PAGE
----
On September 16, 2010, the SEC's final rules for proxy access were published in the Federal Register. The proxy access rules are effective 60 days after such publication, and accordingly, will be effective on November 15, 2010. In order to take advantage of the new proxy access rules, nominating shareholders must file a Schedule 14N with the SEC no earlier than 150 calendar days, and no later than 120 calendar days, before the anniversary of the date that the company mailed its proxy materials for the prior year’s annual meeting. As such, to determine whether the new rules will affect a company’s 2011 proxy season, subtract 120 days from the anniversary of the date the 2010 proxy materials were mailed to shareholders. If the resulting date is on or after November 15, 2010, the new rules will be in effect for the company’s 2011 proxy season, provided the company is not a smaller reporting company or a foreign private issuer. See our blog SEC Adopts Mandatory Proxy Access Rule for Shareholder Director Nominations -- Applicable for 2011 Proxy Season (August 27, 2010) for additional information regarding the new proxy access rules.
SEC Adopts Mandatory Proxy Access Rule for Shareholder Director Nominations -- Applicable for 2011 Proxy Season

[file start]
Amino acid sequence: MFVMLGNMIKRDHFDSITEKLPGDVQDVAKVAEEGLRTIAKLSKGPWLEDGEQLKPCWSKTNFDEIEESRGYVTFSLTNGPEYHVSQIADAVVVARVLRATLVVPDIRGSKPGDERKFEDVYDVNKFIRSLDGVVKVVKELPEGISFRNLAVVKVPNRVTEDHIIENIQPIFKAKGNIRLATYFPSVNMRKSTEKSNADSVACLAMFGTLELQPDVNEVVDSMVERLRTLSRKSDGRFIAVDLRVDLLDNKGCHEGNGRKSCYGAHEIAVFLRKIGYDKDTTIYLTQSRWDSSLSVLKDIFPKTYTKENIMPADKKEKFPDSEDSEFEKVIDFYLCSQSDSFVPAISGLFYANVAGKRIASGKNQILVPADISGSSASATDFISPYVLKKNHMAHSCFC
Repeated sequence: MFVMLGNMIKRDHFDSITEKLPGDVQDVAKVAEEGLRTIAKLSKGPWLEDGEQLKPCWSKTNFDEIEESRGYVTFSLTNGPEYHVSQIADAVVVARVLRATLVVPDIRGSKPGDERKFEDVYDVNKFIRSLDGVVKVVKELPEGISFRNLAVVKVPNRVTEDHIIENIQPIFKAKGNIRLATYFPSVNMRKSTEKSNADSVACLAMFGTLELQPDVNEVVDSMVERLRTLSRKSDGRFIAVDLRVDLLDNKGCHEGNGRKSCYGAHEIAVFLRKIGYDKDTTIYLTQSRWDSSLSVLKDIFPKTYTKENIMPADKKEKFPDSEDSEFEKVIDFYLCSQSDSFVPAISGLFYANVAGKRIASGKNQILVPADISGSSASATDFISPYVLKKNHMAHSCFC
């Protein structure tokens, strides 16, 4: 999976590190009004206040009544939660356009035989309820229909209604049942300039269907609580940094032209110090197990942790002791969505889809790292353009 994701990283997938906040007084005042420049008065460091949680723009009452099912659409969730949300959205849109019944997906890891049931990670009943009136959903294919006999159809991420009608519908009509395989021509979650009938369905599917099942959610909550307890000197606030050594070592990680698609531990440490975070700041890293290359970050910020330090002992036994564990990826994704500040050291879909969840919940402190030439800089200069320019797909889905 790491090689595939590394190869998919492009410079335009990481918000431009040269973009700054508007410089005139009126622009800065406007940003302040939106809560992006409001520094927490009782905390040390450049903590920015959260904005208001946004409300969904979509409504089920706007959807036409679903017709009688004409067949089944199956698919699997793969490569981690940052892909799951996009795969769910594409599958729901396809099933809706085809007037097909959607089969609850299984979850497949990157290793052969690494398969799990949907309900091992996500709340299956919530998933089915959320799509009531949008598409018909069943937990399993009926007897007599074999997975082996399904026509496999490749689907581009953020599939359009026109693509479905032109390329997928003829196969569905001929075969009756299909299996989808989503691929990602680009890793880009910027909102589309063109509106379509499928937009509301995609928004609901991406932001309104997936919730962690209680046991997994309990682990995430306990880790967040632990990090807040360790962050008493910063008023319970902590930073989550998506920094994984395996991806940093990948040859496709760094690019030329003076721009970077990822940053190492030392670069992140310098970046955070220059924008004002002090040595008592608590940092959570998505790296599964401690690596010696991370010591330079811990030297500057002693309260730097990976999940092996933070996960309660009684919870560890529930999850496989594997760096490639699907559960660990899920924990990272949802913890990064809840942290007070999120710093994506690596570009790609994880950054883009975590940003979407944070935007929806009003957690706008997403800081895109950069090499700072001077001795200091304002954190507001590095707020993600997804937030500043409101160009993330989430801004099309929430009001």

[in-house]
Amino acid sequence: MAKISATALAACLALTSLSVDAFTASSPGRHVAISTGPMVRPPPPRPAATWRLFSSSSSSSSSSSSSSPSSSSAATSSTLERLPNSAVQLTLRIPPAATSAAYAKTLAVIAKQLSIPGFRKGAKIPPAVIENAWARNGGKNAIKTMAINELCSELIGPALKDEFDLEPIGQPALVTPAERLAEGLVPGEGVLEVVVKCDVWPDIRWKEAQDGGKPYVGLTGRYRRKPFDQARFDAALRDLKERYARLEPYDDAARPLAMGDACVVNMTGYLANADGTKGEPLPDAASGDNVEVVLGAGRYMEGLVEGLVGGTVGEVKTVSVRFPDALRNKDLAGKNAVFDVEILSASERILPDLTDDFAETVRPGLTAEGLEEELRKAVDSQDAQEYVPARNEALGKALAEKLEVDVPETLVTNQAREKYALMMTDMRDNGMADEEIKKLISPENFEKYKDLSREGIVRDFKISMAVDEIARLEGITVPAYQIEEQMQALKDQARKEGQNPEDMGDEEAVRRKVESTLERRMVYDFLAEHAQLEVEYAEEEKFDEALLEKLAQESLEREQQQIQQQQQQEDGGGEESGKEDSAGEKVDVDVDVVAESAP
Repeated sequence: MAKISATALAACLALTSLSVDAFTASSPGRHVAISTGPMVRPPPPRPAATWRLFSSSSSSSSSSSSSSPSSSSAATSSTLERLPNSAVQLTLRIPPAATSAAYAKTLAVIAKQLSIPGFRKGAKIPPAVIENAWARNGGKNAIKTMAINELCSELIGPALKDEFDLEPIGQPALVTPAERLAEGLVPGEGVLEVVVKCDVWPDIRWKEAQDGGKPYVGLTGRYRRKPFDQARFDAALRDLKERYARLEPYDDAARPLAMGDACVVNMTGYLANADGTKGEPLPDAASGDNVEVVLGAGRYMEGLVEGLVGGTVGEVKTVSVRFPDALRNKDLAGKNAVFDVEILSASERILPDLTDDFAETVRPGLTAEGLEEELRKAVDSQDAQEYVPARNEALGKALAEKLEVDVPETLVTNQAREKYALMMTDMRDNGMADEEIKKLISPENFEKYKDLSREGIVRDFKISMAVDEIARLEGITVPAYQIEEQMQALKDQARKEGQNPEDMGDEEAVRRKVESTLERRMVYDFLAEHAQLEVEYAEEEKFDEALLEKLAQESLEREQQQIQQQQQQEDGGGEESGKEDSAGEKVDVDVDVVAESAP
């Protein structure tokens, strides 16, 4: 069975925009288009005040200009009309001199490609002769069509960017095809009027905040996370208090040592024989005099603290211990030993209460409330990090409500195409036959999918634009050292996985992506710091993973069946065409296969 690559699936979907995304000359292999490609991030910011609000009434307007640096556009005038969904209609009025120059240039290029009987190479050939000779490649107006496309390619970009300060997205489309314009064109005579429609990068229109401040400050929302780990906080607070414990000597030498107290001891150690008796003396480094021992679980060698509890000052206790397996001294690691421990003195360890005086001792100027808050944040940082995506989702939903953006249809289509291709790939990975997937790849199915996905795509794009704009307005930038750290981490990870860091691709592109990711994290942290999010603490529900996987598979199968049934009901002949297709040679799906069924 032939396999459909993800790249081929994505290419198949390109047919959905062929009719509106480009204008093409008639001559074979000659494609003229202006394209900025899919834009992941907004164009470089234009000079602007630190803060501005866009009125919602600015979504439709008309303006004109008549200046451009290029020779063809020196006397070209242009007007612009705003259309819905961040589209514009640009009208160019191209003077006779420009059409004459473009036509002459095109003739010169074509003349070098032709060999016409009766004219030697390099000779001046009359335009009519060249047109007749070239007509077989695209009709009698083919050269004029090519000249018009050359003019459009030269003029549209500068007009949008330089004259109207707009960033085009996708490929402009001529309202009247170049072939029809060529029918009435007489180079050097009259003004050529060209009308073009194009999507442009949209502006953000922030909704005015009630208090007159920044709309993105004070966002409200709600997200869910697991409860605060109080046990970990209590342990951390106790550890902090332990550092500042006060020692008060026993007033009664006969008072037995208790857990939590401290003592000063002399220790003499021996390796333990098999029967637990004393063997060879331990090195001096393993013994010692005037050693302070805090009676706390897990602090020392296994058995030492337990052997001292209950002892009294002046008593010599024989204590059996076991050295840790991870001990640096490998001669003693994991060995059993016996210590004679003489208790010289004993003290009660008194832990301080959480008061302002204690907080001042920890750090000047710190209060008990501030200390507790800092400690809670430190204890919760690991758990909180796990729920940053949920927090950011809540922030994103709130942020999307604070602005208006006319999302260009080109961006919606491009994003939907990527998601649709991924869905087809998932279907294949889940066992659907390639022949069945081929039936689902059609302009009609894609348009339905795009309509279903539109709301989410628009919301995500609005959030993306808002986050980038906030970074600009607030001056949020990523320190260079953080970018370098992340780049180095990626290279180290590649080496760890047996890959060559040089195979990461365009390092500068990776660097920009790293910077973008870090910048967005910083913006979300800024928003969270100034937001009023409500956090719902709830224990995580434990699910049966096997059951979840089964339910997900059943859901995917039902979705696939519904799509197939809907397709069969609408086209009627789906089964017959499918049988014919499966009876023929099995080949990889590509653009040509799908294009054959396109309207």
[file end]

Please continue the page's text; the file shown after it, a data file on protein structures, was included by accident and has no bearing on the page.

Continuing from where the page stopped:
On August 25, 2010, the Securities and Exchange Commission voted 3-to-2 along party lines to adopt a controversial proxy access regime to facilitate shareholders’ ability to nominate a limited number of candidates for election as directors. The new rules, which are primarily contained in new Rule 14a-11 promulgated under the Securities Exchange Act of 1934, will permit a single shareholder or group of shareholders owning at least 3% of the shares entitled to vote for directors to nominate, in accordance with applicable state corporate law, a number of directors up to 25% of the number of authorized directors and have such nominees included in the company’s proxy statement.
Registered Public Offerings Of Debt Securities And The Use Of Credit Ratings Information In SEC Filings After Dodd-Frank
The practice of marketing registered public offerings of debt securities with credit ratings information and related disclosure of issuer credit ratings in SEC filings will change with the passage of the Dodd-Frank Wall Street Reform and Consumer Protection Act of 2010 ("Dodd-Frank").
Prior to the enactment of the Dodd-Frank Wall Street Reform and Consumer Protection Act, signed into law by President Obama on July 21, 2010, the definition of an "accredited investor" under Rule 215 of the Securities Act of 1933 and Rule 501 of Regulation D included a natural person with a net worth of at least $1 million, either individually or jointly with the investor's spouse, and the value of such investor's primary residence was included in the calculation of his or her net worth for purposes of determining "accredited investor" status.
Mutual fund companies have traditionally argued that they are exempt from the whistleblower protections of the Sarbanes-Oxley Act (“SOX”) because the funds themselves do not have any employees. Massachusetts District Court Judge Douglas P. Woodlock soundly rejected that argument in a ruling issued March 31 and, in so doing, may have opened the door to a tidal wave of whistleblower suits against mutual fund companies.
United States Supreme Court Clarifies Standard For Determining Corporate Citizenship For Purposes Of Federal Court Diversity Jurisdiction